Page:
Seeking Alpha
Profile| Send Message| ()  

By Jason Born, CFA

With the paucity of yield in the form of interest rates in today's marketplace, it's clear that investors continue to place greater importance on dividends. In our minds this is a favorable shift from the extremes of the fading past when companies were expected to buy back their own shares in place of a dividend as a sign of solid capital stewardship.

However, as with all things involving human understanding, many investors have taken the dividend view to the extreme. We find more and more examples of investors becoming owners of companies, mutual funds, trusts, or the like simply because the financial pages littering the web sport yields that would certainly make the acrophobic folks among us weep.

Today's case in point is Great Northern Iron Ore (GNI). Cruising popular financial websites, an unsuspecting investor quickly finds that this staid-sounding investment carries a projected yield of over 15%. Yes, that is correct, we just typed 15%.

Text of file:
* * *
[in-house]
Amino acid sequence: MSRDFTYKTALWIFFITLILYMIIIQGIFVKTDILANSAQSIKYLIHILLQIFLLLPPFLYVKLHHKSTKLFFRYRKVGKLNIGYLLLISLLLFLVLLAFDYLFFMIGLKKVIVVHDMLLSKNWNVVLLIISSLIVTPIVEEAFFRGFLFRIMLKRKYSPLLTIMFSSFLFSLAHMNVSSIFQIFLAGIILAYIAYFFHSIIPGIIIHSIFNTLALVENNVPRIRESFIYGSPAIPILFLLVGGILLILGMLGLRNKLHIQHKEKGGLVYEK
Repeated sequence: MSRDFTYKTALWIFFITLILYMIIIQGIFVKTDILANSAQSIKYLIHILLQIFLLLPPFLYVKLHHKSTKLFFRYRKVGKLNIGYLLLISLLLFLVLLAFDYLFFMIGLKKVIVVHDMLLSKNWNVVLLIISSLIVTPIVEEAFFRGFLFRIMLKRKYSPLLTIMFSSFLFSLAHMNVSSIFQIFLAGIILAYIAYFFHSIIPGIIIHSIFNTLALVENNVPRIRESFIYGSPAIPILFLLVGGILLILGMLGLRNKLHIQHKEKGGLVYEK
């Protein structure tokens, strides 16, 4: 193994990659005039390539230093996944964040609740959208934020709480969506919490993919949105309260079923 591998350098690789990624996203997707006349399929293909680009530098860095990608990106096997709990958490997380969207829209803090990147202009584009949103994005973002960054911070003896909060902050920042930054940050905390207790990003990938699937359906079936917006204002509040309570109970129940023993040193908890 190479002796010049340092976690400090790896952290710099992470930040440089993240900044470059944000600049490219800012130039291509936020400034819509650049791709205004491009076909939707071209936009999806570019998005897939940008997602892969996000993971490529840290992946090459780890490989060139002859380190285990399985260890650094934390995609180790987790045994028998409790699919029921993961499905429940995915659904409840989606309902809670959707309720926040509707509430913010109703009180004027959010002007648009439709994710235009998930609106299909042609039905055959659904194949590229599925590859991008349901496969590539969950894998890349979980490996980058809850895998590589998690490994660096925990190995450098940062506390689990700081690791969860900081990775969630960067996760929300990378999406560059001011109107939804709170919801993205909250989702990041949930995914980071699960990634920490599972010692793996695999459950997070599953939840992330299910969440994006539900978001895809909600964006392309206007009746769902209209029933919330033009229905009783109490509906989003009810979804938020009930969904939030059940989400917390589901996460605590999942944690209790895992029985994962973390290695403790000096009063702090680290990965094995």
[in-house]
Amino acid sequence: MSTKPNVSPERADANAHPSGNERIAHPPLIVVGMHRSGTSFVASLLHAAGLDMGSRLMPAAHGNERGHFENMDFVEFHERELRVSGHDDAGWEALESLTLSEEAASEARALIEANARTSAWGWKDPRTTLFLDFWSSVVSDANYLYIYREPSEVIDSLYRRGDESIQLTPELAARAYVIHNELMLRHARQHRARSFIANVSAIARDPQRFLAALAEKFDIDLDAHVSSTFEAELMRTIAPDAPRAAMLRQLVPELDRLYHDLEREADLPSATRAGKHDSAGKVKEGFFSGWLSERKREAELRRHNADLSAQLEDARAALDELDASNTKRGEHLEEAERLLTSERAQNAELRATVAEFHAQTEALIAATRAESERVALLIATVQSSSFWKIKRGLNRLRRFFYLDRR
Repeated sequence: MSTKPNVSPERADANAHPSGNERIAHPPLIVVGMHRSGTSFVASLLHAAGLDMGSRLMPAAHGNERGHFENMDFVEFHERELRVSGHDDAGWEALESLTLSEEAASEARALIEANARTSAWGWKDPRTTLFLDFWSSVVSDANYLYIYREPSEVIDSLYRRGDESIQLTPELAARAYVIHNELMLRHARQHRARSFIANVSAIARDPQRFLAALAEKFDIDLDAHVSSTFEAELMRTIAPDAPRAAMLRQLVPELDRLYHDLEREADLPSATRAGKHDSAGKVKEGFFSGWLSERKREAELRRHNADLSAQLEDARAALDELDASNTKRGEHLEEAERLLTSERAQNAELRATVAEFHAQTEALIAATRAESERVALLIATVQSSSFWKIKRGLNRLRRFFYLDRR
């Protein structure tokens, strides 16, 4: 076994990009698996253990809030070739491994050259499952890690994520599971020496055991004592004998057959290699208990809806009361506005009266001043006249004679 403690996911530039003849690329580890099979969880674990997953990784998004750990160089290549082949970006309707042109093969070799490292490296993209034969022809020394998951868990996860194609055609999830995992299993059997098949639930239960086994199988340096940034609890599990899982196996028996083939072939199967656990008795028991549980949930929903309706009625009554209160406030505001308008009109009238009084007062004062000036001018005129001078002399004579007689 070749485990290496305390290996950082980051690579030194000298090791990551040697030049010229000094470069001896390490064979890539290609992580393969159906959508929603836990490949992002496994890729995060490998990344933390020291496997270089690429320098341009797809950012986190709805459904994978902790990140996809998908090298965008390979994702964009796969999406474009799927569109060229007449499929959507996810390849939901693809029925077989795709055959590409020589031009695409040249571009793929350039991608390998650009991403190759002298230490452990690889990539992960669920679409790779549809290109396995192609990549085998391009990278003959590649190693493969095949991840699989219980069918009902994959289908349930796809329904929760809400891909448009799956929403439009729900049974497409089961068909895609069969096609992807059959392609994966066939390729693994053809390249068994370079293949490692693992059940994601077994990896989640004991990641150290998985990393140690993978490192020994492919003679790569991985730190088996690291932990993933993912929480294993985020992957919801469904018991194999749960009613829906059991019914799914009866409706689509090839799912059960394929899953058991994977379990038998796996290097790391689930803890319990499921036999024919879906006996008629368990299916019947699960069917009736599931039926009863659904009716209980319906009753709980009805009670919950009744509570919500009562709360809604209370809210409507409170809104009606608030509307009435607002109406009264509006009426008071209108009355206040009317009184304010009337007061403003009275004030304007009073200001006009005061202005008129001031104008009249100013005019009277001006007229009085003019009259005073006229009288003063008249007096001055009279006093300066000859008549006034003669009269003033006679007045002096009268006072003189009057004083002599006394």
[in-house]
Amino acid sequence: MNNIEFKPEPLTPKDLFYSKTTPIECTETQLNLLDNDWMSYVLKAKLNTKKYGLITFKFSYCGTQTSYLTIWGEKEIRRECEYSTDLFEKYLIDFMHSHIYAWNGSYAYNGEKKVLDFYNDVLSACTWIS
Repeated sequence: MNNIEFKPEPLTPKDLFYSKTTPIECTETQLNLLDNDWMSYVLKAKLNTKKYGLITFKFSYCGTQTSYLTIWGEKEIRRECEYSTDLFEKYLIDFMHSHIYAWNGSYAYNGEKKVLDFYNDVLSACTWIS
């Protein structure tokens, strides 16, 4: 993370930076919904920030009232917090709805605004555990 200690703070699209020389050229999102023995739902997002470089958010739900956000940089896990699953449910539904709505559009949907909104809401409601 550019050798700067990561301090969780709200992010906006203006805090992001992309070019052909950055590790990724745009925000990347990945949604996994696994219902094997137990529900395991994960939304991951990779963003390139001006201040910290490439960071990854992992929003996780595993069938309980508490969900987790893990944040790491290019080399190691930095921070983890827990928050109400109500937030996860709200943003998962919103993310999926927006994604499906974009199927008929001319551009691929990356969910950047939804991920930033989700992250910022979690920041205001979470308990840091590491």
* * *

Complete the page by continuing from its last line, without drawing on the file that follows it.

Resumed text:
This terrific yield has turned some heads and caused more than a few quantitative screening programs to spit out GNI as a possible holding for the income-conscious investor. In fact, the month of June 2012 has brought out some bloggers who posted recommendations to purchase the holding partially based upon the yield. "But wait," you say. "I am not going to react to something simply based upon a yield posted on a free website. I want to understand the company." Hear, hear intrepid investor!

Notice in the preceding paragraphs, we have not referred to Great Northern Iron Ore as a company or a stock. We did this intentionally, for it is neither! It is a trust. That's right. It is more akin to an irrevocable trust where you may be named as a beneficiary than a real operating company. The difference is that this trust has been divided into units that can be freely traded on the New York Stock Exchange. The trust has trustees whose job it is to see that the document that created the trust in 1906 is followed and the current beneficiaries (unitholders) and the reversioner (Conoco) are treated fairly. The trust has its own website.